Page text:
Disposable System Development – A New Paradigm for Managing ICT Projects in the Innovation Age: Part 3: Identify Project Deliverables instead of Project Scope


By Professor Hubert Vaughan 

Beijing, China


Let us consider that you are inside an empty room, and you are allowed to use it anyway you want. As the beneficiary of this empty room, what is the first thing that comes to your mind?

  1. The first thing you must determine is what do you want to use it for, i.e. the ultimate objective, or purpose. Do you want to use it as your shop front? Or your business office? Or your little hide-away with your buddies for the weekly poker game?

This is a process to identify the value of your potential investment, i.e. fill up the room with contents (deliverable) that serve your purpose. There are always projects needing development. During the Automation Age, choices were made based on potential saving and operation efficiencies. In the era of Information Age, choices were made based on management objectives and effective management decision making purposes. For the Innovation Age, system will focus more on exploring and identifying potential opportunity for the beneficiaries, such as market penetration, industry leadership, and niche market/product discovery that propel organization grow.

  1. Once you know what you want to use the room for, the next step is to identify what should be inside to serve such purpose or objective. A game table? A fridge? A couch? Or maybe a shower room? All these are considered as the final deliverable and each deliverable serves a particular purpose inside the room.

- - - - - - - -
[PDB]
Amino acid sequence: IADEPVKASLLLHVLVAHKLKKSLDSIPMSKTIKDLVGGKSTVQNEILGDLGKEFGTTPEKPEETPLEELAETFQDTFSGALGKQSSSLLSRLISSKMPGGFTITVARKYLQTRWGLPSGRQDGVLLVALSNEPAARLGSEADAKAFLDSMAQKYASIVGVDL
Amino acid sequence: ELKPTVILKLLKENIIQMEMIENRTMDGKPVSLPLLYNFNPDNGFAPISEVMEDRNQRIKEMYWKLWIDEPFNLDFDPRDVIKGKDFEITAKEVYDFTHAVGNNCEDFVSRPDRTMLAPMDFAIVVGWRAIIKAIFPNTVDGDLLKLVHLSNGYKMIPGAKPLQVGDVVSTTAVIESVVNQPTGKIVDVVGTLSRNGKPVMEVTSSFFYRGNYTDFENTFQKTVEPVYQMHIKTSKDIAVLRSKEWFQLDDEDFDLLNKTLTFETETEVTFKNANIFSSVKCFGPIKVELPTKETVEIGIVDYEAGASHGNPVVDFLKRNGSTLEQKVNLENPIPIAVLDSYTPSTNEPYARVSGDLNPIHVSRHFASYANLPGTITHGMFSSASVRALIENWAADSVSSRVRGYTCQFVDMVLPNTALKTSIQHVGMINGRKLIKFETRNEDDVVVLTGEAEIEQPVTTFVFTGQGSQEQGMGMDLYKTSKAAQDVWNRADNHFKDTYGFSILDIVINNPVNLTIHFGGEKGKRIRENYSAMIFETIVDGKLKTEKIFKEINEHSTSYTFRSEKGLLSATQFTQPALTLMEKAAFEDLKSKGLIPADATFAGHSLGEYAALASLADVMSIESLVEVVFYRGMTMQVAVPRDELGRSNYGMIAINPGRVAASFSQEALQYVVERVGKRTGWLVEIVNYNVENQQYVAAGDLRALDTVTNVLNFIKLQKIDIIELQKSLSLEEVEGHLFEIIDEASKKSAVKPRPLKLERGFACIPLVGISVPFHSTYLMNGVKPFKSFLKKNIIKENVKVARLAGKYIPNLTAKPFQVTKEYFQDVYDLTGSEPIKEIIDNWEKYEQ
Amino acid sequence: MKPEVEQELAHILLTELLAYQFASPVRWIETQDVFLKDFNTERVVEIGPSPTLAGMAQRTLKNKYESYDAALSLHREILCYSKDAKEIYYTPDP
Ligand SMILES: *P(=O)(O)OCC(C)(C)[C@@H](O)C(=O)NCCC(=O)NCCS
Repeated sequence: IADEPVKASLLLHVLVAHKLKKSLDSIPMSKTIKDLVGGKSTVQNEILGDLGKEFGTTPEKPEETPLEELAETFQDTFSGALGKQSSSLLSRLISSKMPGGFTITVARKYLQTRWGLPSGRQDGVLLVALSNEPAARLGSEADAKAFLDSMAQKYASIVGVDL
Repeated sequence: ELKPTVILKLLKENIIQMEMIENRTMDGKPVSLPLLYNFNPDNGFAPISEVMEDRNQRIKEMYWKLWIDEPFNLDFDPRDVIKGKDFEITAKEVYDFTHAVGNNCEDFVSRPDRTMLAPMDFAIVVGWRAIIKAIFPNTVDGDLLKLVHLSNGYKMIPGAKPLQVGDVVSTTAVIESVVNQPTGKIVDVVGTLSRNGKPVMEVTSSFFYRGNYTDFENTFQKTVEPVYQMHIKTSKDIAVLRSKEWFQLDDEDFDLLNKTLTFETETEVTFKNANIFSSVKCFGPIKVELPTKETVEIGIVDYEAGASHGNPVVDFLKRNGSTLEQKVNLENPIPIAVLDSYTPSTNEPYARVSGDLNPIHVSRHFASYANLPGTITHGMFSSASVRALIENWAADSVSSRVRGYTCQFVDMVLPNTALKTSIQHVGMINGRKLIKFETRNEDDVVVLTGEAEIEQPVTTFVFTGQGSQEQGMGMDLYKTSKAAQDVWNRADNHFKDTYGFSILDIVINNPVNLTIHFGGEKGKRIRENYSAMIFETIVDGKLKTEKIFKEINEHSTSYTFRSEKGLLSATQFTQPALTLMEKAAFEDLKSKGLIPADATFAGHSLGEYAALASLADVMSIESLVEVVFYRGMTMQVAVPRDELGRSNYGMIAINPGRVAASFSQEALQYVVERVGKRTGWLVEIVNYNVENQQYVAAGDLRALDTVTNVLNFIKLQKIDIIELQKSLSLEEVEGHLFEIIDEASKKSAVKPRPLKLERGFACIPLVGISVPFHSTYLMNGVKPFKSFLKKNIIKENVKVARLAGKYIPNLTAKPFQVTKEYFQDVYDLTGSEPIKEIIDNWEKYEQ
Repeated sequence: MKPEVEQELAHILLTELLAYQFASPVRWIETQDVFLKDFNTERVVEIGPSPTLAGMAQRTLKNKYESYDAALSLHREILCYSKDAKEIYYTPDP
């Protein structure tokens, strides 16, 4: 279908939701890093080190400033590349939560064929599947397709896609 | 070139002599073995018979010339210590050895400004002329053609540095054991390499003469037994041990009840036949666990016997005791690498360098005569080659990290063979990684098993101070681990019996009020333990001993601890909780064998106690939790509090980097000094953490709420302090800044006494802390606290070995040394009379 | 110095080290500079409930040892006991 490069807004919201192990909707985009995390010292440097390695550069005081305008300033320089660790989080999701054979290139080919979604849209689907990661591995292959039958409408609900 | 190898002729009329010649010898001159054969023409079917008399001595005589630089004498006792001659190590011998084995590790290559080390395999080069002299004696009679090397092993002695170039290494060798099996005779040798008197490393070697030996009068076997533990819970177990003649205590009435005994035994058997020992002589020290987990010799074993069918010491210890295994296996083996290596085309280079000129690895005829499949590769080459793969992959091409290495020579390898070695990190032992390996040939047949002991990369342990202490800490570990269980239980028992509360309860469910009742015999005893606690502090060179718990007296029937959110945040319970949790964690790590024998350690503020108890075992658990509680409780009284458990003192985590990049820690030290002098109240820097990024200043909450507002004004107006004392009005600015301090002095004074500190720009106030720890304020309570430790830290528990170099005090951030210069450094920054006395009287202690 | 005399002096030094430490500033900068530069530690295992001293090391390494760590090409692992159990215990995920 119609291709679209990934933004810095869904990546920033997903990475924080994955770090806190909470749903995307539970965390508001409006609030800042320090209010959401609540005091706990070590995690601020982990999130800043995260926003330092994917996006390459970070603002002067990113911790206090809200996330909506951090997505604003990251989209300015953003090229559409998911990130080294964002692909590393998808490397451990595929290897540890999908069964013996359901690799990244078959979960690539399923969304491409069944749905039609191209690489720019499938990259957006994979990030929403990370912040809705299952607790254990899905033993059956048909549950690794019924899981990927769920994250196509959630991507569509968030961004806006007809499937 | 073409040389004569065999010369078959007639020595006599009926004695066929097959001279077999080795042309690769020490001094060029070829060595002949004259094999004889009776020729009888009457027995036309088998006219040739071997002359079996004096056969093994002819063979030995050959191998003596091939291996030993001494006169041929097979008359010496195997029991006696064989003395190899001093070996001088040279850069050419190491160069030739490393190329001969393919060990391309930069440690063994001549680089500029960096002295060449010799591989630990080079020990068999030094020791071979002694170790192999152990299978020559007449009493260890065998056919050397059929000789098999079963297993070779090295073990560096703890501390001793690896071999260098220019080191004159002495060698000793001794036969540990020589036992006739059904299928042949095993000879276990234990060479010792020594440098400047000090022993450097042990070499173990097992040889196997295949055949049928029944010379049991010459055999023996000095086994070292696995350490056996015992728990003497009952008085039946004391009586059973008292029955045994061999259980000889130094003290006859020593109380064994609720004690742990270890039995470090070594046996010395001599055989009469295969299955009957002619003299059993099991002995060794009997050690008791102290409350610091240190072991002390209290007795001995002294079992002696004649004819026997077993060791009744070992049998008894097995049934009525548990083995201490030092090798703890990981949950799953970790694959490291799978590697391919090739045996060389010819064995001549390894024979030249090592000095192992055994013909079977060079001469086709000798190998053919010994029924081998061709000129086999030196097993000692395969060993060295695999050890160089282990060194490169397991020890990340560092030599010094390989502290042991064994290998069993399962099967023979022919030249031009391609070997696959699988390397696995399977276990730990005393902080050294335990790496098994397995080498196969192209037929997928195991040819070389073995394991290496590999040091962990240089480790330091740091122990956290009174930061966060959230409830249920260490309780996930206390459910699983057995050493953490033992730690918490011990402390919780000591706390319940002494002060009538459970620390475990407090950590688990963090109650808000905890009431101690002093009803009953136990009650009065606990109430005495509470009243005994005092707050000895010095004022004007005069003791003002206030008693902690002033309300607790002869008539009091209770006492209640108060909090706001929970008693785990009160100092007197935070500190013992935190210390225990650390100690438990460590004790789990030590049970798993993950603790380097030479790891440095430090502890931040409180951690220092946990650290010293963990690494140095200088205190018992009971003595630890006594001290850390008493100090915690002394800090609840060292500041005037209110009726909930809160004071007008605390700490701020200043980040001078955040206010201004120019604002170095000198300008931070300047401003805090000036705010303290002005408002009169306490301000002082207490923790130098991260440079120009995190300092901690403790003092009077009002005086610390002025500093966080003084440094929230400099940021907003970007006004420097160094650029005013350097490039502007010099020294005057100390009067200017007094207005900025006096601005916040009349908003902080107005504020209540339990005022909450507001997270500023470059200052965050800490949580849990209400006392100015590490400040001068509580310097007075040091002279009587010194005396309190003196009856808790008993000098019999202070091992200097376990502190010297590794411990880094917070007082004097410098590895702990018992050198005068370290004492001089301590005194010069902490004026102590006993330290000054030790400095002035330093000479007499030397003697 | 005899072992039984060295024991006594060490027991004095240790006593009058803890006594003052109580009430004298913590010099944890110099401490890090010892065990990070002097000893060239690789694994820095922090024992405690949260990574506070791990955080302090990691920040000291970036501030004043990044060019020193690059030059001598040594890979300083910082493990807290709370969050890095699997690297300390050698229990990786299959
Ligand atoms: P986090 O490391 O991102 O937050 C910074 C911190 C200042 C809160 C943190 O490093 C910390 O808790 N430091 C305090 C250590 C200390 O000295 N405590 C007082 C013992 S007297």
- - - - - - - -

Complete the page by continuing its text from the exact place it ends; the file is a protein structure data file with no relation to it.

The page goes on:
Identify the deliverables of your project that can add value, benefits, and capability to your organization once the project objectives are achieved. Unlike the traditional project management approach of managing changes, project managers for the Innovation Age may be required to embrace changes if such change add value, benefit, and capability to the final outcome, in a way similar to program management.

  1. Now that you had identified your deliverable and the purpose each deliverable served. You may wish to consider the components of each deliverable, e.g. the “game table” will include a minimum of six chairs. Therefore each deliverable may consist of single or multiple components to serve your purpose.

Analyze and design the components, not modules (please refer to Part II published in December issue of PMWJ, 2013) of each deliverable with the objectives of serving one single function. This formed the foundation of components replacement for future system maintenance/expansion requirement. This process focus around components interface management for the final project objectives.